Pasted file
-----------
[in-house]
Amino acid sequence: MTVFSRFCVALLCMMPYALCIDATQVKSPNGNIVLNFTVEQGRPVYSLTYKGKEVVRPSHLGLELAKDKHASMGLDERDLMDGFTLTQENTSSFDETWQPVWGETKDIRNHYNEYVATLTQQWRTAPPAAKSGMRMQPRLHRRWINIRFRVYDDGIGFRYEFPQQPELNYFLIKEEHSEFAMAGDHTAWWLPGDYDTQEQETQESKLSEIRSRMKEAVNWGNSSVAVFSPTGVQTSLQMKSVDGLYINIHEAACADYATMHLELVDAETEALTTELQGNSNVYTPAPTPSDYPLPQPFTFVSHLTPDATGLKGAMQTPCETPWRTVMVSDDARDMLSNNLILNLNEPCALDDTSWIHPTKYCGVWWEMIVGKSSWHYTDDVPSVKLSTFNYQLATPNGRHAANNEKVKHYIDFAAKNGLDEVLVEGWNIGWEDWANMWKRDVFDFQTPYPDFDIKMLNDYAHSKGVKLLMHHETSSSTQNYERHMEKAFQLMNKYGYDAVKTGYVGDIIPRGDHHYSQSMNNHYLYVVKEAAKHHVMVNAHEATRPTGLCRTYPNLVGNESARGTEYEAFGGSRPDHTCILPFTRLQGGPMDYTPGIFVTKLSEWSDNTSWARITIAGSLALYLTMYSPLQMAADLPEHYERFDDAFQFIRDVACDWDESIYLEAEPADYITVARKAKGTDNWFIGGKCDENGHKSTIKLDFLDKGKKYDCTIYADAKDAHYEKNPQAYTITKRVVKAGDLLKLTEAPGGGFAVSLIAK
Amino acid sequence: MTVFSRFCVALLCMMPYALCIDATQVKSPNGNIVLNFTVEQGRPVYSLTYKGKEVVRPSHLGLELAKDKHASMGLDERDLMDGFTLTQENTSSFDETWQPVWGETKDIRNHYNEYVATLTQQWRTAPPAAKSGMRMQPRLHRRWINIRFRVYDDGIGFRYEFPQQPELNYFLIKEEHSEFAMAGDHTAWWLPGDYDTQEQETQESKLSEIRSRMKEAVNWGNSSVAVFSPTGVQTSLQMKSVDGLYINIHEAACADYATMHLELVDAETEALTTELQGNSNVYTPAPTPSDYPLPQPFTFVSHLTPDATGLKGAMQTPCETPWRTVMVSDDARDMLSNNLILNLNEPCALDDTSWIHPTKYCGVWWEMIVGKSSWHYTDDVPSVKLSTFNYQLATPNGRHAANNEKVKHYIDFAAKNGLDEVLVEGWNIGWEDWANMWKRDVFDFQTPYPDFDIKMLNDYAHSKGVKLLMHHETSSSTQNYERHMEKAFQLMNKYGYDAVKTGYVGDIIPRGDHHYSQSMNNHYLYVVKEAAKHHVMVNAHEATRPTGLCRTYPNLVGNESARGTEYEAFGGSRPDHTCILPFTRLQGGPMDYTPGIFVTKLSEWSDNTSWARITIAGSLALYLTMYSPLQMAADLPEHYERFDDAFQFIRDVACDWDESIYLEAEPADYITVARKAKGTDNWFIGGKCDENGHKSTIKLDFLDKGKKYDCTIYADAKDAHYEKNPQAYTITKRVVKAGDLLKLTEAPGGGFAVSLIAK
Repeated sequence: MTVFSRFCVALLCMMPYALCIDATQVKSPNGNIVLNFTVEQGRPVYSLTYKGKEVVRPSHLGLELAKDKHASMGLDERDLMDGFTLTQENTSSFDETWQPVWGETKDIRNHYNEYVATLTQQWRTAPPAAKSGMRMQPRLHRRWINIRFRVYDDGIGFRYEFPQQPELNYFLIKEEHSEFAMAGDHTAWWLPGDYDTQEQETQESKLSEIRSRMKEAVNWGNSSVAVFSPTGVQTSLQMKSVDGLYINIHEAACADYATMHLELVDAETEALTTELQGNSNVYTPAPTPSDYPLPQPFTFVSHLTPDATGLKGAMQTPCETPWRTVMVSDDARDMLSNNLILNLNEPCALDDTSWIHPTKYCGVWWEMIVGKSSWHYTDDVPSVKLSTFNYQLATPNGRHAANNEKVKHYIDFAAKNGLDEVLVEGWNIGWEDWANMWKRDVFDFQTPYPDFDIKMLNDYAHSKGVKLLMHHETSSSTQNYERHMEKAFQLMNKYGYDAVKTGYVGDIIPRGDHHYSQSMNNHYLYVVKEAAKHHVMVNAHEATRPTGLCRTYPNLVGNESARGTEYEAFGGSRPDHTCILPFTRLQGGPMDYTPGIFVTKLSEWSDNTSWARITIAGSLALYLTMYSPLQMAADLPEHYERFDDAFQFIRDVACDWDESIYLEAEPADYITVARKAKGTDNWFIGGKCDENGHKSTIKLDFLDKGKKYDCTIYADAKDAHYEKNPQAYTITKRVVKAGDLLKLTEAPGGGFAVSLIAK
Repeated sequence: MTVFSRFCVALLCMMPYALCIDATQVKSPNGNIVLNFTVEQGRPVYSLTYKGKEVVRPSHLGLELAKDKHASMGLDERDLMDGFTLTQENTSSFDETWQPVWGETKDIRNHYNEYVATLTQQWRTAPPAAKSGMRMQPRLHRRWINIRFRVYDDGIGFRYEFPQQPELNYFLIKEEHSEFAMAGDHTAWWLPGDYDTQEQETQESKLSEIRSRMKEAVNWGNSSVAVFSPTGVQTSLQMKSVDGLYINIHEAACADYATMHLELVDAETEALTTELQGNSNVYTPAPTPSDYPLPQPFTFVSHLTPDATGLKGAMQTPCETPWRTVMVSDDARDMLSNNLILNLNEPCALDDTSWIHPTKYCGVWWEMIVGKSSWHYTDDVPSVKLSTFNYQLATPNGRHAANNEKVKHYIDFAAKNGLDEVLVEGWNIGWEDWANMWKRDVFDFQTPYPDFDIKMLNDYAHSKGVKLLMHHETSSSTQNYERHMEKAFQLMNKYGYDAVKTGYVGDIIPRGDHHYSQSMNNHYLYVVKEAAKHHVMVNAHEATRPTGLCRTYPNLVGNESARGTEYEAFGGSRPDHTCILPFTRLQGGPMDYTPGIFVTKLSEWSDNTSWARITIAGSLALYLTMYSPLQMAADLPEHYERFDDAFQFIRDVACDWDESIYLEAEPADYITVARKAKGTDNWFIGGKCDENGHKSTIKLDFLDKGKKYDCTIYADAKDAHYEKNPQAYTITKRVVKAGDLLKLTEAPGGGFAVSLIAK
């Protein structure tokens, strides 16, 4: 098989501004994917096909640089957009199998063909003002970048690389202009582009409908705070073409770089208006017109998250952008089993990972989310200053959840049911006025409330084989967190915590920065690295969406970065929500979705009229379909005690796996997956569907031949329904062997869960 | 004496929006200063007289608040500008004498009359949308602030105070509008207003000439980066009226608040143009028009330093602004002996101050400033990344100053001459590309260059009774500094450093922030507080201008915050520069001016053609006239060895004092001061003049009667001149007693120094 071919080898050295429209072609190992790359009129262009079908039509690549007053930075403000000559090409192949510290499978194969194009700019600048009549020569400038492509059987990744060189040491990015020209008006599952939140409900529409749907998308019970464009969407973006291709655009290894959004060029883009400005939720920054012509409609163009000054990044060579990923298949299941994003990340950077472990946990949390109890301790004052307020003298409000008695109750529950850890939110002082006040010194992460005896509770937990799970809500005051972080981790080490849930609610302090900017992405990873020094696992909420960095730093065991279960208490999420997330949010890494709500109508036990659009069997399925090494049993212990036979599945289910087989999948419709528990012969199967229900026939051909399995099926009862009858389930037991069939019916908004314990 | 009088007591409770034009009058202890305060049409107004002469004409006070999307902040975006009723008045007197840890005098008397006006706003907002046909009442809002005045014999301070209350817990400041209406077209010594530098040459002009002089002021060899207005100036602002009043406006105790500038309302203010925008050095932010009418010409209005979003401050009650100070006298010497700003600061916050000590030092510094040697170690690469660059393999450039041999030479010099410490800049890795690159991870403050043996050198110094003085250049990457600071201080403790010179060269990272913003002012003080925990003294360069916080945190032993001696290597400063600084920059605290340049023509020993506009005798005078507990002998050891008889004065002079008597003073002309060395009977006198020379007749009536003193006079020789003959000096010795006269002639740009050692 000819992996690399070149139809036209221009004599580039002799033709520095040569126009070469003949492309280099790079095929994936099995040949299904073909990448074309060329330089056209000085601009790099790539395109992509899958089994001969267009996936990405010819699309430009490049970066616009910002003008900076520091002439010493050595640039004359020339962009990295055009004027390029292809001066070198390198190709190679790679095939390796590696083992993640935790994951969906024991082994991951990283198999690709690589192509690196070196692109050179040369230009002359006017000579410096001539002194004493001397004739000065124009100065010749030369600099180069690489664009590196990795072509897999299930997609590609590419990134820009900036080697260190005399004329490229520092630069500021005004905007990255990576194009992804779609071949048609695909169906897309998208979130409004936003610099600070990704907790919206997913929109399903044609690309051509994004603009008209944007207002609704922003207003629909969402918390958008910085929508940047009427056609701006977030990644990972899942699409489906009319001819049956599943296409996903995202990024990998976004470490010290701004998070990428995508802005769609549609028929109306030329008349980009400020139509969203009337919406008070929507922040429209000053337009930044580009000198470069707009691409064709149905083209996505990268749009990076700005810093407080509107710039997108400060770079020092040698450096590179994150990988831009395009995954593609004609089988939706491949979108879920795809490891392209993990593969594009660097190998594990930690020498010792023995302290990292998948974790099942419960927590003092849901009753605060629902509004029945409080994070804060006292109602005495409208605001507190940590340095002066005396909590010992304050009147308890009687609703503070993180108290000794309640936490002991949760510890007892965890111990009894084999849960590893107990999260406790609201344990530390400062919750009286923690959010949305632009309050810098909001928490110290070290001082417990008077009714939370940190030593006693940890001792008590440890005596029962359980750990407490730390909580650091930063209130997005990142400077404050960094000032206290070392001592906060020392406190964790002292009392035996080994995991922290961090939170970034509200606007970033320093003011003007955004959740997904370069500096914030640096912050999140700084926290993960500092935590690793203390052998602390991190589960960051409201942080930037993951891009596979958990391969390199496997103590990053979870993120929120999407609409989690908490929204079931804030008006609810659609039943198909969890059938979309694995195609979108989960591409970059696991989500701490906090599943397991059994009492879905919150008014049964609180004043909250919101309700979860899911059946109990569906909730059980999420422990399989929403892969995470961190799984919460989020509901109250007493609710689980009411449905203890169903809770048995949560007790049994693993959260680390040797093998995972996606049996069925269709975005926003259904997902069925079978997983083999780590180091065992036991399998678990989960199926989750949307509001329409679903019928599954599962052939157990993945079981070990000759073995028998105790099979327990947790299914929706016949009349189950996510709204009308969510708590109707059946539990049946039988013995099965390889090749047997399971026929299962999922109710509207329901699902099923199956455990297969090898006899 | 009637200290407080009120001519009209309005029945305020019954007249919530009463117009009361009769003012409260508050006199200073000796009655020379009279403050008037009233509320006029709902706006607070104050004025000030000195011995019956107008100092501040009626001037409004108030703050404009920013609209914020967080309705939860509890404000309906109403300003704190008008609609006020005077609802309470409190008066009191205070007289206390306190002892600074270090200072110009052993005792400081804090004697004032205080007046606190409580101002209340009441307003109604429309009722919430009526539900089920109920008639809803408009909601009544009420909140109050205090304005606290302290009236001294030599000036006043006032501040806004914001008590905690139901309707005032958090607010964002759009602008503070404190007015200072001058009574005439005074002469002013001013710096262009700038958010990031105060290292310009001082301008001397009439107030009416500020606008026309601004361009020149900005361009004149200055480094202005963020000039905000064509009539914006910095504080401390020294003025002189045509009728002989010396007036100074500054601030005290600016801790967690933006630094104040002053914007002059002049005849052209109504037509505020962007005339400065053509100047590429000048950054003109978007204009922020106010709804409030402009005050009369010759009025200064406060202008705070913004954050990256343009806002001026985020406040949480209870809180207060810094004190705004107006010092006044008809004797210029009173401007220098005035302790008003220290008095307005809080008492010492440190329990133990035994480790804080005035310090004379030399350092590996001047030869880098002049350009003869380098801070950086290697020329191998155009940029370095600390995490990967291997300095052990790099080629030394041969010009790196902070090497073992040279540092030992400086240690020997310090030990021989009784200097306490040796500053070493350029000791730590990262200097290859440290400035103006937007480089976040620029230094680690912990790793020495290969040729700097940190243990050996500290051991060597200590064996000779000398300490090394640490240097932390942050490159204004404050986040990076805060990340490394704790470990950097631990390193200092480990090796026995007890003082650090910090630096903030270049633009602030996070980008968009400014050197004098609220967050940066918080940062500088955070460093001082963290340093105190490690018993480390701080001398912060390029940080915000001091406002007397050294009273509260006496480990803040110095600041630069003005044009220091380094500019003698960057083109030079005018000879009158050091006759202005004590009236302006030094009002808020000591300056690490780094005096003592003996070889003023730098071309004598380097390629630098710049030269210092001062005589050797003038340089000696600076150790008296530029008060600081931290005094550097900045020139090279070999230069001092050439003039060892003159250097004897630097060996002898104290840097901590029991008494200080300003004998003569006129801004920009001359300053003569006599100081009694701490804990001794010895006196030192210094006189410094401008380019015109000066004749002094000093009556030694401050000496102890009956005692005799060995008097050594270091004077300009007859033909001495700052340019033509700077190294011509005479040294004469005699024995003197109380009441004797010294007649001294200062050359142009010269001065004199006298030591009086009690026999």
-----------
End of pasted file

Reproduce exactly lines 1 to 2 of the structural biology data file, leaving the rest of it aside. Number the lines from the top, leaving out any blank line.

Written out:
[in-house]
Amino acid sequence: MTVFSRFCVALLCMMPYALCIDATQVKSPNGNIVLNFTVEQGRPVYSLTYKGKEVVRPSHLGLELAKDKHASMGLDERDLMDGFTLTQENTSSFDETWQPVWGETKDIRNHYNEYVATLTQQWRTAPPAAKSGMRMQPRLHRRWINIRFRVYDDGIGFRYEFPQQPELNYFLIKEEHSEFAMAGDHTAWWLPGDYDTQEQETQESKLSEIRSRMKEAVNWGNSSVAVFSPTGVQTSLQMKSVDGLYINIHEAACADYATMHLELVDAETEALTTELQGNSNVYTPAPTPSDYPLPQPFTFVSHLTPDATGLKGAMQTPCETPWRTVMVSDDARDMLSNNLILNLNEPCALDDTSWIHPTKYCGVWWEMIVGKSSWHYTDDVPSVKLSTFNYQLATPNGRHAANNEKVKHYIDFAAKNGLDEVLVEGWNIGWEDWANMWKRDVFDFQTPYPDFDIKMLNDYAHSKGVKLLMHHETSSSTQNYERHMEKAFQLMNKYGYDAVKTGYVGDIIPRGDHHYSQSMNNHYLYVVKEAAKHHVMVNAHEATRPTGLCRTYPNLVGNESARGTEYEAFGGSRPDHTCILPFTRLQGGPMDYTPGIFVTKLSEWSDNTSWARITIAGSLALYLTMYSPLQMAADLPEHYERFDDAFQFIRDVACDWDESIYLEAEPADYITVARKAKGTDNWFIGGKCDENGHKSTIKLDFLDKGKKYDCTIYADAKDAHYEKNPQAYTITKRVVKAGDLLKLTEAPGGGFAVSLIAK